It’s often not the events of the field that make you smile. They’re likely frustrating or discouraging, but the company you keep can be a buoy.
The company I have here - not just Cleve and Adam, but Seba and Polycarpe and even Dido is a constant joy. Valuable yes for scientific feedback and local knowledge, but also the happiness you get when smiling at someone out of the corner of your eye -- it’s something I promise myself not to take for granted.
Our routine is settling in here at the Aketi house. It’s quite a nice house -- indeed a Belgian house with a few remnants of its history remaining. The soldiers ransacked it during the war, convinced the Belgians had hid diamonds and gold in the walls and the ceilings. It is still in mostly good shape, and Adam and I have a nice room in the front with a big window. And of course, a little twin bed, that I think we are actually getting accustomed to sleeping on together.
We put a shelf from the living room in our room and unpacked most of our things. I wish we’d bought more fun books to read, but it’ll encourage me to work on my thesis more.
There is a nice living room and dining room in the house, and a front porch and a back porch. The living room has comfy couches, too, which is a nice change from the back of a motorcycle to sit on.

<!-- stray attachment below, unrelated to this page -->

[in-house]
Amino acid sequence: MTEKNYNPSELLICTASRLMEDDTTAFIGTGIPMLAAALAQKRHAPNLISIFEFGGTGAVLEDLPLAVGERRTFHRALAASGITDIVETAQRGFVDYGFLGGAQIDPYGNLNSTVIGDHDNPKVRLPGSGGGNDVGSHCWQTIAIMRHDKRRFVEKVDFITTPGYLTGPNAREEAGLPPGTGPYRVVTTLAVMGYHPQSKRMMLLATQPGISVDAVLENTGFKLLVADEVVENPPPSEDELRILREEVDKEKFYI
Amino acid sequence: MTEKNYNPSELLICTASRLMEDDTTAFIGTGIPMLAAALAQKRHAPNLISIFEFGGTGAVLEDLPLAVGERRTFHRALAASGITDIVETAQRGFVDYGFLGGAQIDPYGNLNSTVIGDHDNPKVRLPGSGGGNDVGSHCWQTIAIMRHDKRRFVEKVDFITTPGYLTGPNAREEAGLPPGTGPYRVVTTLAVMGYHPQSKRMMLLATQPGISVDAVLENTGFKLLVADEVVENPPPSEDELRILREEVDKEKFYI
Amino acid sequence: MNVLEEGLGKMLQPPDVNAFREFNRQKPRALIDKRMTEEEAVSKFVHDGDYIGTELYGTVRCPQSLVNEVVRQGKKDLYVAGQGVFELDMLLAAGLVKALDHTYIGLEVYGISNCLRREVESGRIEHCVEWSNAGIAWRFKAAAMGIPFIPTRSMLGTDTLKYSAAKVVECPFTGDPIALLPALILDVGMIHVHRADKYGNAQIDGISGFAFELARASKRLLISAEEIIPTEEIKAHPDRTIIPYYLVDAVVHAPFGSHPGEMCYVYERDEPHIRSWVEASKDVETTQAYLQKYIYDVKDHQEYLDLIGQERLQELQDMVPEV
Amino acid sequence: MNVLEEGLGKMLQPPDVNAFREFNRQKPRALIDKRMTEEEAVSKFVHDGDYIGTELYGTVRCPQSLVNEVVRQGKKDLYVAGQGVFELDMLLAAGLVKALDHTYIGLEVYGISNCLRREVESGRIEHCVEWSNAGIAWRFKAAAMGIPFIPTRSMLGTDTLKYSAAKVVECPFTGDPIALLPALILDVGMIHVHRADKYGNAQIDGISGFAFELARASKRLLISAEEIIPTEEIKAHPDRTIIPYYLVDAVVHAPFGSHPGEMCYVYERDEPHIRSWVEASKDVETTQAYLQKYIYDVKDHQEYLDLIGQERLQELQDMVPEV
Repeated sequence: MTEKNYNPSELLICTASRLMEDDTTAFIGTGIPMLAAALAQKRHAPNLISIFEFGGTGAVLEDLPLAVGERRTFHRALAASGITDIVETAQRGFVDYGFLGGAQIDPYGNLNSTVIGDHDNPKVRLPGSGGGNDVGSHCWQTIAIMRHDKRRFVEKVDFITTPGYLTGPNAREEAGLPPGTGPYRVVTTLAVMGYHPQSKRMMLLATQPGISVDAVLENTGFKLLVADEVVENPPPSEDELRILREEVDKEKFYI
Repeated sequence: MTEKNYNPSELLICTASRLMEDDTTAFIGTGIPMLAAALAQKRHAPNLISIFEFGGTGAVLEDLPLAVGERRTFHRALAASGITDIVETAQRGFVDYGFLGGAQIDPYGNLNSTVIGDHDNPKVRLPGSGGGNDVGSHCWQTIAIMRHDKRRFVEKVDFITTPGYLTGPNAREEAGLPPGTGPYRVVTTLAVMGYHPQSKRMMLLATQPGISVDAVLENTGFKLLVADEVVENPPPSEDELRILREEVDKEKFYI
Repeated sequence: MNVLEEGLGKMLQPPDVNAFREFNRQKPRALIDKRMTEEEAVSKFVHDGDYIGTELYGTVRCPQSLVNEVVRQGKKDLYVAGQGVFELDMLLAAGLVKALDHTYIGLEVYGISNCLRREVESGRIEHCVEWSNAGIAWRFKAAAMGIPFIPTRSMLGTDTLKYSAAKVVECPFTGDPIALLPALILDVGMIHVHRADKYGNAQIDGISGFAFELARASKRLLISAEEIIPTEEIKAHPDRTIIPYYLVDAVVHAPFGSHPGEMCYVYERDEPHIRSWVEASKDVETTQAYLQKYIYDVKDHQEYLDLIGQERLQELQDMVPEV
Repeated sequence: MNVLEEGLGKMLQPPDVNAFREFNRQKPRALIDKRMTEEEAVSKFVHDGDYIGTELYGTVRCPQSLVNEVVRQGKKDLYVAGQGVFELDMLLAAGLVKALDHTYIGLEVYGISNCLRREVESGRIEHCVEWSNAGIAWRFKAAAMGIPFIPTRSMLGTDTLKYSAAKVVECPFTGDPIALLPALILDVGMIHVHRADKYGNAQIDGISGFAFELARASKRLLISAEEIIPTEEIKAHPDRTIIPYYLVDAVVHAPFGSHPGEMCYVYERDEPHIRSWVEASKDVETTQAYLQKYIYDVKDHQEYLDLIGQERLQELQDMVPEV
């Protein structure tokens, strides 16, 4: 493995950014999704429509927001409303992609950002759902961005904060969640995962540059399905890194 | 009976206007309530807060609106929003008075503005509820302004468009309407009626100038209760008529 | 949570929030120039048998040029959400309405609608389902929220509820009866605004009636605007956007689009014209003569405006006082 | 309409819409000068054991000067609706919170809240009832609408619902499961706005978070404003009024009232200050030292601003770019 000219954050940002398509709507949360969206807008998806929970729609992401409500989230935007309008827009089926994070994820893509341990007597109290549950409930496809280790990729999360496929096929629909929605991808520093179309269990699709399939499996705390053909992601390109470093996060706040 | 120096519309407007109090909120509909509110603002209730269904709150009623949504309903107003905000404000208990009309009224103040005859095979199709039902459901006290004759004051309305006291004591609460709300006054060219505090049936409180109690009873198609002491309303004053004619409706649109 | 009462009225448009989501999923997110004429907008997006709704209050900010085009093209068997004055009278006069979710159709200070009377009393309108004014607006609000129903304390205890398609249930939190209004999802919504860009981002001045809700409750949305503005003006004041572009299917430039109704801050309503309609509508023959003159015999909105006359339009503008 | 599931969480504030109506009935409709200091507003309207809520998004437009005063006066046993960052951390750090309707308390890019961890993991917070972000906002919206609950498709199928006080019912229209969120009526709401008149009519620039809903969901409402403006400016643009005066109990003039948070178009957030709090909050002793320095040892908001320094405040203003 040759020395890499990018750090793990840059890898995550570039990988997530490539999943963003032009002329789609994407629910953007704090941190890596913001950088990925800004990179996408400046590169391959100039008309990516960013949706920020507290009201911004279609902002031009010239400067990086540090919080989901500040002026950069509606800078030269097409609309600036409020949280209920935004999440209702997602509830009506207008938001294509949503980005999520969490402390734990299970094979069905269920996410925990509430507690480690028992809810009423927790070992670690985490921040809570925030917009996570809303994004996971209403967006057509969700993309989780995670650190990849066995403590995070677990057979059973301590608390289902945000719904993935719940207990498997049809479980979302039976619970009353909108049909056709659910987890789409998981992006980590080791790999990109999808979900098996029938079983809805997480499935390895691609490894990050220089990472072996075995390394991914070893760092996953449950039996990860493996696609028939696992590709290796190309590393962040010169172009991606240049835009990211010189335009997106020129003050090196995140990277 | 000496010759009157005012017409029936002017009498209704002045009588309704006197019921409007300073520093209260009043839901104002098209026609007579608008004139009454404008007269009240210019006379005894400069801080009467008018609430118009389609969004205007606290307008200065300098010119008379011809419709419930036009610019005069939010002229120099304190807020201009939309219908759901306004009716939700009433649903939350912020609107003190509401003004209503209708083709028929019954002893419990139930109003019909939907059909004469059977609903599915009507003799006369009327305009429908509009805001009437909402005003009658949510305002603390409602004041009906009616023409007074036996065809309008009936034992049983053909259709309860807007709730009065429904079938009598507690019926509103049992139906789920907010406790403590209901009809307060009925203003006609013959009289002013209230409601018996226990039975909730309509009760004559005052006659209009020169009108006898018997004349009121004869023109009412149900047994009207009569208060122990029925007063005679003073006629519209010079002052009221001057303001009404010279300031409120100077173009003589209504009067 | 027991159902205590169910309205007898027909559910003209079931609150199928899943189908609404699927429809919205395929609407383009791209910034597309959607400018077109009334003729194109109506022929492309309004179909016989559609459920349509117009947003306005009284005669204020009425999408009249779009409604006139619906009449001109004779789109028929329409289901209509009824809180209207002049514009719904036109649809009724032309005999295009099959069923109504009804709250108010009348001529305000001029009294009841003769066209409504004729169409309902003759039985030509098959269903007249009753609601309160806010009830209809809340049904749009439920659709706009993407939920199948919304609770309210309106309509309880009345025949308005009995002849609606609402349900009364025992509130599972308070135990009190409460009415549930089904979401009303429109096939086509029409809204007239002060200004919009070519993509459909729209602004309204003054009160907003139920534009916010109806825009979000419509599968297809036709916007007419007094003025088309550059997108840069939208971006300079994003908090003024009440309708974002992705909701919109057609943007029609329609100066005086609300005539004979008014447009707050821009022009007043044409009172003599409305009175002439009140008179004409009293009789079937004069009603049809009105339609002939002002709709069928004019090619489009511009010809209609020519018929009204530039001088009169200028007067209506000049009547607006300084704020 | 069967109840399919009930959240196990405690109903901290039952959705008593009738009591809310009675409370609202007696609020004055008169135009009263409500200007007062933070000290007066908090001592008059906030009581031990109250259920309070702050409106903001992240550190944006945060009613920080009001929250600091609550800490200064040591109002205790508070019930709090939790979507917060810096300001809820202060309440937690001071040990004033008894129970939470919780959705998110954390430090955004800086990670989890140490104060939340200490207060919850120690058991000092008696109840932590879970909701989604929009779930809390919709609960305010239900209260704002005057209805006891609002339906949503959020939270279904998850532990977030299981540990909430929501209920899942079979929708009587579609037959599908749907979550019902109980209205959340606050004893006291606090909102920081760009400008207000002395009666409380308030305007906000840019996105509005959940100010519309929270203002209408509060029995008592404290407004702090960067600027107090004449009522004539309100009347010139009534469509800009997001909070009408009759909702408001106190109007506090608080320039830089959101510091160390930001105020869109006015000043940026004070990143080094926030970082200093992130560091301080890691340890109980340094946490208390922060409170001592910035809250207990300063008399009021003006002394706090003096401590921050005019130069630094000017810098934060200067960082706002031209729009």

There is a single bathroom out on the back porch, with a real porcelain toilet and bathtub. The bathtub has definitely seen better days, but I think after a proper scrubbing it will be a lot more sit-and-bathable.
We have a generator that we tend to only turn on at night. We then rush like hyenas to the powerstrip, plugging in everything we can think of. Power! Courant! It’s precious. We tend to never turn it on during the day, and just extend the batteries of our various laptops and devices as far as can be managed.
The funny thing about Aketi is that, since it’s so remote and isolated from nearby towns thanks to the deplorable conditions of the roads and the abandonment of the Belgian railroad, things that exist here for sale all have an artificially inflated price.
Beers are $3 a piece, and sodas are $2. Every beer that comes here comes on the back of someone’s bike, which is a real eye-opener, too, because every empty bottle goes back to the distributor the same way!
There are no large mattresses for sale here - how would they get here? It’s really quite funny, if you think about it!
We just have one chimp at the house here - a male baby Mange - who is still too young to be integrated with the other three who are already at a temporary “sanctuary” in the forest about 15 minutes from here, living with 2 caregivers and their wives, feeding in the forest naturally and also being provisioned.
Two nights ago we splurged on 2 beers a piece, and 1 for Mr. Polycarpe, and turned on the generator and we plugged in the laptops and played music and danced around and had rousing conversations about anything.
Sometimes it’s these times that I come to appreciate the most - times where it feels like there is no responsibility and we can just enjoy the night. We played Bob Marley for Polycarpe, which he loved, and I just felt warm and happy.
I hope for more nights like these in the future!